Still raining in Hong Kong
Today I can speak about the landscape that an unknown desperate artist drew: it was one of my father’s paintings, dark and somehow violet, hung on the living room wall. It was a landscape of cosmic solitude: a man was walking alone, late in the evening, facing a windy storm (his mantel was stirred, his walk was difficult), and behind him there was a poor land washed by such sentiments of solitude and poverty, washed in terms of lack of recognisable elements and colours too, as if the artist would have wanted to save pigments and brush. There was a ground slope towards nothing, and the darkness of the sky. There was a wall on the right side, dead yellow, pale, wet, and also that piece of colour was more a lack, a lack of intention, of love, than a real stain.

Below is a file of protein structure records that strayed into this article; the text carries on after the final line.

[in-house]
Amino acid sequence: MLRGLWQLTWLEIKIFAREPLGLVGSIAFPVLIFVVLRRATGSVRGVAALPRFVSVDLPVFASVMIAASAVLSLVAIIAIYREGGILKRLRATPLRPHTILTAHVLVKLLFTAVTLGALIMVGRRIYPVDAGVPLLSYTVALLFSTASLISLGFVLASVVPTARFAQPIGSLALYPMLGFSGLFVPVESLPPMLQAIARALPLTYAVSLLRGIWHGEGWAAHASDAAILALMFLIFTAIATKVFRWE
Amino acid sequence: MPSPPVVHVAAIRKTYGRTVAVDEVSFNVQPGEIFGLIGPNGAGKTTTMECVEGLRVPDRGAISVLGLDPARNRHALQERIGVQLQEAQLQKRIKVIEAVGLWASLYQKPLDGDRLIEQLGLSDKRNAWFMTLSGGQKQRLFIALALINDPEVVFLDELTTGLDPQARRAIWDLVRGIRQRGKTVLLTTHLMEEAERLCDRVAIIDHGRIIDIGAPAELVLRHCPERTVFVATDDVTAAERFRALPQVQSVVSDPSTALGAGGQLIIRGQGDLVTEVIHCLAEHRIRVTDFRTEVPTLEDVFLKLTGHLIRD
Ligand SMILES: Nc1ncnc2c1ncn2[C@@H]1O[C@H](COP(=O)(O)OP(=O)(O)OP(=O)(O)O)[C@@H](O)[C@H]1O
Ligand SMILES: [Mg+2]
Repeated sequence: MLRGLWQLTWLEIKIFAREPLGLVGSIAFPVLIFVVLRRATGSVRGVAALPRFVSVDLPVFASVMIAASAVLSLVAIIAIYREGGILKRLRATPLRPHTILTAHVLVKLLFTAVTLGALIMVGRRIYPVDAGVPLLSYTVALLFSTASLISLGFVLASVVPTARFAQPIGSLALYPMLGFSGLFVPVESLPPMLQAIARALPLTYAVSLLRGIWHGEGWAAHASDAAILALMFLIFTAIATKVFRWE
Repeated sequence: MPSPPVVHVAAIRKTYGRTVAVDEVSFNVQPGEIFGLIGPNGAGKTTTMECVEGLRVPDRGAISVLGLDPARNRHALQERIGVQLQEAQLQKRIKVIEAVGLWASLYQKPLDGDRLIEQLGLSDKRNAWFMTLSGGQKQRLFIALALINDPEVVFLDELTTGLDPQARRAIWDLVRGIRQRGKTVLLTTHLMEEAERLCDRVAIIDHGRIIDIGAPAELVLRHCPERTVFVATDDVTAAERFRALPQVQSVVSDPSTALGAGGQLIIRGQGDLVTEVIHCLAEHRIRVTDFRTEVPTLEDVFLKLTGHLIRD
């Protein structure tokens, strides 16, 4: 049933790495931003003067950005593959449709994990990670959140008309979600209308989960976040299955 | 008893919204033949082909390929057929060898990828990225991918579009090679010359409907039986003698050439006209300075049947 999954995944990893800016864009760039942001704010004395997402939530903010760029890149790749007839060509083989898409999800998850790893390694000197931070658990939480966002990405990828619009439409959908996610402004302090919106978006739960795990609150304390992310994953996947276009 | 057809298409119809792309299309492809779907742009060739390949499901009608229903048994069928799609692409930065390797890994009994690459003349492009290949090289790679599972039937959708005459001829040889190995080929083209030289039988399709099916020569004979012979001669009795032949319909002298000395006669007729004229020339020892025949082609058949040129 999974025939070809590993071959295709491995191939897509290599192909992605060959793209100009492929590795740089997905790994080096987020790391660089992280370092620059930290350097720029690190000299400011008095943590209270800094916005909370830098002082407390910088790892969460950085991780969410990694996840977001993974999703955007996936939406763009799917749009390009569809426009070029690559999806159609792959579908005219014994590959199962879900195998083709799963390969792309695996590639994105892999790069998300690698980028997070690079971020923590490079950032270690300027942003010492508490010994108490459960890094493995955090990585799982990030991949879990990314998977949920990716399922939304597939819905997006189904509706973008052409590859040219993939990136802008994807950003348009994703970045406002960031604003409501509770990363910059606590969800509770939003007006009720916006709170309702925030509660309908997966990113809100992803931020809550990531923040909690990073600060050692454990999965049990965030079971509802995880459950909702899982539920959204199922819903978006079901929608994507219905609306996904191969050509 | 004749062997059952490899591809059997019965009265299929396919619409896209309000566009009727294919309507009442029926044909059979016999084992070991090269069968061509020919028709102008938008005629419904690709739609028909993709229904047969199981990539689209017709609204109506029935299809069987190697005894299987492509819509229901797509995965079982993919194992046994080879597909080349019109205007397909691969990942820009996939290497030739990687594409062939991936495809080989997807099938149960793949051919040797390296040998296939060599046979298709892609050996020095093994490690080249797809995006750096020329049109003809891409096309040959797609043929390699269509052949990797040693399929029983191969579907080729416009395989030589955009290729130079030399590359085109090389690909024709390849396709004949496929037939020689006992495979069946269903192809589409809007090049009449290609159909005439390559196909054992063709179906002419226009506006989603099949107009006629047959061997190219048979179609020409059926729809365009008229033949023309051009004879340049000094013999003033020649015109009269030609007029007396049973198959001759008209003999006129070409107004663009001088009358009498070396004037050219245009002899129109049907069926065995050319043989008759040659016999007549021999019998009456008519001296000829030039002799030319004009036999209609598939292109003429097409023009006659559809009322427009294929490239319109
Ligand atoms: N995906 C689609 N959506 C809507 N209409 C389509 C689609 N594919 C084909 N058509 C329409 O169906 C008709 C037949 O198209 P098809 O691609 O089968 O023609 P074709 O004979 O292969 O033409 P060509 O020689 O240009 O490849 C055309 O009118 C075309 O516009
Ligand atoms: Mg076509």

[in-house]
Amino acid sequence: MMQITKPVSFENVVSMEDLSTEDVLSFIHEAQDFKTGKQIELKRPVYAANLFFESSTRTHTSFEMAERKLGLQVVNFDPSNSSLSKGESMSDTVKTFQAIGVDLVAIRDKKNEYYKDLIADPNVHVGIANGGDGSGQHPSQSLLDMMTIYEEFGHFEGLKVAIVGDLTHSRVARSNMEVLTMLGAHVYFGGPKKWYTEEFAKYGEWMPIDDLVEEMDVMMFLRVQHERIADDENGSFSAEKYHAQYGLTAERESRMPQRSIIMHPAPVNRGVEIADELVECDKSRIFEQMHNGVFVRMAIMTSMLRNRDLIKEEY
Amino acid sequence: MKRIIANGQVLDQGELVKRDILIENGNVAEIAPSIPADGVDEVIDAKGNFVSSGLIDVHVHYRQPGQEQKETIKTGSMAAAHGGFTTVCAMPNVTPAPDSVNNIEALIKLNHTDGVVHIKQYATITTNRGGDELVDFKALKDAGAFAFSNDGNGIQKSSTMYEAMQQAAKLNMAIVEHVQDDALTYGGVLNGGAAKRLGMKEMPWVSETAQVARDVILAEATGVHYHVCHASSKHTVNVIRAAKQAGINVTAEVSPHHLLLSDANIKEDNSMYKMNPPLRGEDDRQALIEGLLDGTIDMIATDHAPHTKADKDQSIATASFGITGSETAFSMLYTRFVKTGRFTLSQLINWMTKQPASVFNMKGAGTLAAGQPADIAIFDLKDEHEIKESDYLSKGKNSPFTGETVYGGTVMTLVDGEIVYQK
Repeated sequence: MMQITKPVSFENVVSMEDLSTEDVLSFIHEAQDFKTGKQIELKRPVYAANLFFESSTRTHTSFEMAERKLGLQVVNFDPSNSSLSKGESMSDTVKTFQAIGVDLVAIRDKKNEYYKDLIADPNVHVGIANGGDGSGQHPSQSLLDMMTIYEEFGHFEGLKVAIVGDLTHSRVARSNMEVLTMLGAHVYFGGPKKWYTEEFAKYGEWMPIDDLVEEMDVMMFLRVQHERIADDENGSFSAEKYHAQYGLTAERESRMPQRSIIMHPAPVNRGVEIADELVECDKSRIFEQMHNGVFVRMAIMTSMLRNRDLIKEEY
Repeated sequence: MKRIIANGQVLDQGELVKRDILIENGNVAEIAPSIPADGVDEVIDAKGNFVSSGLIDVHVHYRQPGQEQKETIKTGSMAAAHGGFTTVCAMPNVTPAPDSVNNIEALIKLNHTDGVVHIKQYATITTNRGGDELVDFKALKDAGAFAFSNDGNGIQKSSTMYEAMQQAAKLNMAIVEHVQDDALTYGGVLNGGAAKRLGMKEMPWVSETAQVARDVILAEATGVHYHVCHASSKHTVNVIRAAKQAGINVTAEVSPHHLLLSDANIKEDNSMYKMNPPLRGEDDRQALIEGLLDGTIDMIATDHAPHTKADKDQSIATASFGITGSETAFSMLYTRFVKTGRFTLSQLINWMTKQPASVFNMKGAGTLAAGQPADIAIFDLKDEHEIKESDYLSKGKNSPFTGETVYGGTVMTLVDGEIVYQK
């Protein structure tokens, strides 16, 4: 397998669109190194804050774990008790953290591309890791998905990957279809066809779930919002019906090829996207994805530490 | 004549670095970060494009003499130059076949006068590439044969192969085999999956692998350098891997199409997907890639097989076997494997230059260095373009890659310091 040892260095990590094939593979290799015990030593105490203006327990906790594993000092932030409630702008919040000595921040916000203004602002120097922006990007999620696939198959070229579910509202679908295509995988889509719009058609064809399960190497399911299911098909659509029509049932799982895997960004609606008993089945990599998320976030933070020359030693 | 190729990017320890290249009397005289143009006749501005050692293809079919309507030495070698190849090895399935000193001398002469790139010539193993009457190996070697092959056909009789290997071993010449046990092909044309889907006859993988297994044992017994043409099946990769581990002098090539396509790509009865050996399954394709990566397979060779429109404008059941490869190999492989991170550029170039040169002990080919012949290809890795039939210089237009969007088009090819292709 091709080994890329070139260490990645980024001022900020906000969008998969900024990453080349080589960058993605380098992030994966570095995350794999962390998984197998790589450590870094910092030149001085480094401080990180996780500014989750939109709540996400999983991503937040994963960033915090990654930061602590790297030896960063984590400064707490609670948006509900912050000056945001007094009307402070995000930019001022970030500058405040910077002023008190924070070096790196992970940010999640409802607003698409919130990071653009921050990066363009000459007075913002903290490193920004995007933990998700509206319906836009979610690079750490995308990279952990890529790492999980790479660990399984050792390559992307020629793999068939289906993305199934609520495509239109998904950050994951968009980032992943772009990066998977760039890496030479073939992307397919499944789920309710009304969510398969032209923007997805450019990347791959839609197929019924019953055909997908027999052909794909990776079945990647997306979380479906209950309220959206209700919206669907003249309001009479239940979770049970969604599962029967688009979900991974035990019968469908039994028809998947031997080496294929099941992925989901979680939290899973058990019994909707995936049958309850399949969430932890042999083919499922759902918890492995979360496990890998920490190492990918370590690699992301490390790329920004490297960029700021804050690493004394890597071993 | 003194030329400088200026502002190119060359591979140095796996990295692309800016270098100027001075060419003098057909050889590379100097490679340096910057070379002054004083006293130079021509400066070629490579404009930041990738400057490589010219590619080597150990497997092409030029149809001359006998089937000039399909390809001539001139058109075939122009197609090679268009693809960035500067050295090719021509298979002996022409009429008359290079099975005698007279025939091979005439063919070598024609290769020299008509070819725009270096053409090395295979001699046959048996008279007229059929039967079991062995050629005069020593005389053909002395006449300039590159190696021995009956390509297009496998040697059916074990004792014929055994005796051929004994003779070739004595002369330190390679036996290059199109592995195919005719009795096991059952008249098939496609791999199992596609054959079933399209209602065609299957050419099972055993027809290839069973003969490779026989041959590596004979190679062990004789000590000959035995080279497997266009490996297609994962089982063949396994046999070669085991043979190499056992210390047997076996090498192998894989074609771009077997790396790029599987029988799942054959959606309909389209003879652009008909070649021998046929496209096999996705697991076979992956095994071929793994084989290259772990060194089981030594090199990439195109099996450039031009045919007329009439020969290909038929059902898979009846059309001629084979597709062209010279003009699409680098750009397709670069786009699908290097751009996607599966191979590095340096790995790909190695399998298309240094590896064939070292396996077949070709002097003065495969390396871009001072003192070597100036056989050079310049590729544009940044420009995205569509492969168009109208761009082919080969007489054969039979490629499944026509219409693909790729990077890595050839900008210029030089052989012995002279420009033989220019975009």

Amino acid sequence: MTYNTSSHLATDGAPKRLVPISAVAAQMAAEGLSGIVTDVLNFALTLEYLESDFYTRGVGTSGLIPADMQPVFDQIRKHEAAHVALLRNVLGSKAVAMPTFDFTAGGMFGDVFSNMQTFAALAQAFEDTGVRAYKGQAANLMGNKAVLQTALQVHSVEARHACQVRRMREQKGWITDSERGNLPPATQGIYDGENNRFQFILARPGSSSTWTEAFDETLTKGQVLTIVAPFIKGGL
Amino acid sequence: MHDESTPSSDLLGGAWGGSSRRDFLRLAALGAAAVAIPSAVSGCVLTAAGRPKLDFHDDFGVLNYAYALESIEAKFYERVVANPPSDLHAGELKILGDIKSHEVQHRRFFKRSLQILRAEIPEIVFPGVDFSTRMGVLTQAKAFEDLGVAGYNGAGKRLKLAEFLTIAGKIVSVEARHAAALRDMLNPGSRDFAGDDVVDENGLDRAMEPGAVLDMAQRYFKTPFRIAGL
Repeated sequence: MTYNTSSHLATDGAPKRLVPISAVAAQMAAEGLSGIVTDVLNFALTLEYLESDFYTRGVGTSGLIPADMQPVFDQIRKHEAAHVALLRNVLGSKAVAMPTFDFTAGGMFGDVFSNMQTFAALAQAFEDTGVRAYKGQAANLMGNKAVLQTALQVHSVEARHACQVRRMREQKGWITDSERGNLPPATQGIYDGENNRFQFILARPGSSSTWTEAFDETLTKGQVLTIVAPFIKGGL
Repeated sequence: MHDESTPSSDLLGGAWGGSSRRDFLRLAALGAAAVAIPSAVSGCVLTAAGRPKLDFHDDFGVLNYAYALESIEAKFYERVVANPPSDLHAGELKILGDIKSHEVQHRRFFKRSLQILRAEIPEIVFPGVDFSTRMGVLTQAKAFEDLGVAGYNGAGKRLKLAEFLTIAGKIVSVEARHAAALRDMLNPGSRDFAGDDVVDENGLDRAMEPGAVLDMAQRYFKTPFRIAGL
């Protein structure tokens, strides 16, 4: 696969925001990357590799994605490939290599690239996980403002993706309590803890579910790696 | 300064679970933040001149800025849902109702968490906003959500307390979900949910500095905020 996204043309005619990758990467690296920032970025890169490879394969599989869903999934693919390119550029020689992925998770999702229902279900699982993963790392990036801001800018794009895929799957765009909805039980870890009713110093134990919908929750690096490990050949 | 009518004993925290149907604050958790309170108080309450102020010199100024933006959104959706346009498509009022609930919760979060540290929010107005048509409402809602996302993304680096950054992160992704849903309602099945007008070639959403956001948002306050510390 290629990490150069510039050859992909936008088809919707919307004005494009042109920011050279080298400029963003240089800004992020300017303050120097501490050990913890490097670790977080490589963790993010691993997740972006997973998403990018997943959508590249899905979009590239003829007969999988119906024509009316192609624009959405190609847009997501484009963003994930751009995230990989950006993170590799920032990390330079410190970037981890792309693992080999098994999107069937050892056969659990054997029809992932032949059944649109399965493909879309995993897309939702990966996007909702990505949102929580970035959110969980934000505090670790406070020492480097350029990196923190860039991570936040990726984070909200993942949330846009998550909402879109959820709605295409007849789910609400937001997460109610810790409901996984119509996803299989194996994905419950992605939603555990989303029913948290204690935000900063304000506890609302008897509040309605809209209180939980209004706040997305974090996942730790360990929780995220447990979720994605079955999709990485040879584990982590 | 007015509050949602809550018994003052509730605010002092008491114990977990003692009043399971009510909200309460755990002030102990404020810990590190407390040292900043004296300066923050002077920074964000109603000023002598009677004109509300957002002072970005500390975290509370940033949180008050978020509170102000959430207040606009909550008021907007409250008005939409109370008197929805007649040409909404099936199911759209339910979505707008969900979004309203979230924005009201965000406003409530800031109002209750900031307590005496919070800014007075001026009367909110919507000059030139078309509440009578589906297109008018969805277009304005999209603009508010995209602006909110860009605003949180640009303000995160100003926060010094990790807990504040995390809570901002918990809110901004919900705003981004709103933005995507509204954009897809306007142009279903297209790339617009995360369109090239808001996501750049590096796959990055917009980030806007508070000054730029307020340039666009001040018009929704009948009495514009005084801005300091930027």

My father bought that painting as a memento, to remember the privilege of having a house, a family.
My mother hated it, immediately, because it was distressing, without a glimmer of hope.
However, the landscape came to life by itself and became soon real (and that existence was the most mesmerizing phenomenon of that painting) as if it was an aerial view of another side of our life—which you had to take in account.
Today I miss my father and my mother so much so that I feel like walking alone.